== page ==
In the decades the followed, mayors of cities across the country began issuing yearly proclamations recognizing Negro History Week.  By the late 1960s, thanks in part to the Civil Rights Movement and a growing awareness of black identity, Negro History Week had evolved into Black History Month on many college campuses.  President Gerald R. Ford officially recognized Black History Month in 1976, calling upon the public to “seize the opportunity to honor the too-often neglected accomplishments of black Americans in every area of endeavor throughout our history.”  Since then, every American president has designated February as Black History Month.

Black History Month 2

I am proud to be a black American.  I think that Black History Month is very important.  In school, we do learn about famous African-Americans and events involving blacks in American history like slavery and the Civil Rights Movement, Crispus Attucks, Frederick Douglass, Martin Luther King Jr., and Barack Obama.  But, I do think it’s true that we don’t learn enough about the accomplishments of African-Americans.  I know a lot about famous black Americans because of my parents.  My mom studied history in college and she has a ton of books on the shelves about all kinds of topics in history – a lot of political books and black history books.  This isn’t true for most other kids – black or white – at least not the kids I have gone to school with over the years.  I would like for us to get to the point where there is no need for Black History Month.  The contributions of black Americans are just as important as those of white Americans.  No one race of people should be talked about just during a single month of the year.  History is history and we should learn about people of all races throughout the year.    After all, black history is American history.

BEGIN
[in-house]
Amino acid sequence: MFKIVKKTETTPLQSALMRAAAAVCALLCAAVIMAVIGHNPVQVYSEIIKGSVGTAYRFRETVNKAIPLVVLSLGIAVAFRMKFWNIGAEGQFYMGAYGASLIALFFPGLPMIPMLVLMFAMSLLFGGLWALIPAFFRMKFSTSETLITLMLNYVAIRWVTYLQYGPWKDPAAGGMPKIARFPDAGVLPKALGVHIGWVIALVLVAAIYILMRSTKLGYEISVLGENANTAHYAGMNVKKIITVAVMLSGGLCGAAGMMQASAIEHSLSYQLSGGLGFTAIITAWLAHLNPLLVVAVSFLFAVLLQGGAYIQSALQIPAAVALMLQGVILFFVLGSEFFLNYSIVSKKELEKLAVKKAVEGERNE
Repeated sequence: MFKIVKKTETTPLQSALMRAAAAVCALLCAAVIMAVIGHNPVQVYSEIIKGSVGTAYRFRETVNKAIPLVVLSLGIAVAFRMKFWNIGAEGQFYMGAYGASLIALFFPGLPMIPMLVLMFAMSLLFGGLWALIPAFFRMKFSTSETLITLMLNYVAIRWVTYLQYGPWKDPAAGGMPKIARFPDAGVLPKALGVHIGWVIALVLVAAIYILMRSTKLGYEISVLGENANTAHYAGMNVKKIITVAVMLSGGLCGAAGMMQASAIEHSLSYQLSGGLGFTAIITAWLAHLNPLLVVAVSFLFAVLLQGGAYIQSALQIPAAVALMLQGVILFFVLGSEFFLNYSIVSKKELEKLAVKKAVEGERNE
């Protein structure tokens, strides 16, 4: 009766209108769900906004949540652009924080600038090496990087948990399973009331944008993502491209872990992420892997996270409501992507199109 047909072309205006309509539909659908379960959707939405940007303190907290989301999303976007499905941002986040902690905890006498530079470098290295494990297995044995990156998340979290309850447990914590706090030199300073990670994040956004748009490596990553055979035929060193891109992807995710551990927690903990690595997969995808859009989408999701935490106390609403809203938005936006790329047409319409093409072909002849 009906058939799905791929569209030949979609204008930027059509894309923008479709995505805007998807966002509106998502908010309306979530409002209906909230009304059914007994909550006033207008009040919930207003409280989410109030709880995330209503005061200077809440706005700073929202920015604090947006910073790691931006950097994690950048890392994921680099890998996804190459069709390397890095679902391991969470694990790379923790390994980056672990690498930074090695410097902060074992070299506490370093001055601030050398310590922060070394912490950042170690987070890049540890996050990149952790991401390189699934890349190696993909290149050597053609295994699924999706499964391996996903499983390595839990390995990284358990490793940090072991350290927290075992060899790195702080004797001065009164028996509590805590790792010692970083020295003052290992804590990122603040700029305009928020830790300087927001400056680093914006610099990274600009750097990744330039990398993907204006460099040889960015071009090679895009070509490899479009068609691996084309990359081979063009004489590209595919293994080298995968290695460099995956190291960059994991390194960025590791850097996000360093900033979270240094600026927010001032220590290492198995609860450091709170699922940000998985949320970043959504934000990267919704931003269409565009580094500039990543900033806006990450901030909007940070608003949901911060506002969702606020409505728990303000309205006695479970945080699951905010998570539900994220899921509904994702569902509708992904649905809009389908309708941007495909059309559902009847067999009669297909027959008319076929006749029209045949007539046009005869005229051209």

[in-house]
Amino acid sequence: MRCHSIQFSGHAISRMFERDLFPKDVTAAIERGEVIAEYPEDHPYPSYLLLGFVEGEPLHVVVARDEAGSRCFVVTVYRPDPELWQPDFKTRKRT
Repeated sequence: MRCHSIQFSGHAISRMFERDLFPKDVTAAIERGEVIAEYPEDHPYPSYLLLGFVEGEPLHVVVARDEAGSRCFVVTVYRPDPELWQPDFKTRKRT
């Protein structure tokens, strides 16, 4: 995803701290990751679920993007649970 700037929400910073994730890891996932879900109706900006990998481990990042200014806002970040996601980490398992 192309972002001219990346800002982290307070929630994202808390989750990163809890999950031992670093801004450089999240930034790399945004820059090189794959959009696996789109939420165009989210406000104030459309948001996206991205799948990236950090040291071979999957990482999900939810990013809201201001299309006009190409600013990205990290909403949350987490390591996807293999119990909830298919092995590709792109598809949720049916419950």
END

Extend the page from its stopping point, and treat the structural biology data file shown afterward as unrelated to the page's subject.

Martin Luther King Jr.

ML KingMartin Luther King Jr. was born in 1929.  He was a Baptist minister and social activist who was very important to the Civil Rights Movement in America.  He worked for equal rights for African Americans during the mid-1950s and into the 1960s until he was assassinated in 1968.  Martin Luther King Jr. was inspired by the teachings of nonviolence from Mahatma Gandhi.  Martin Luther King wanted equality for African Americans, the poor, and victims of injustice.  He used peaceful protests to create change in society.  He was the driving force behind events such as the Montgomery Bus Boycott and the March on Washington.  These events were responsible for changing the laws in America such as the Civil Rights Act of 1964 and the Voting Rights Act of 1965.  Martin Luther King Jr. was awarded the Nobel Peace Prize in 1964.   He is remembered each year on Martin Luther King Jr. Day, a U.S. federal holiday since 1986.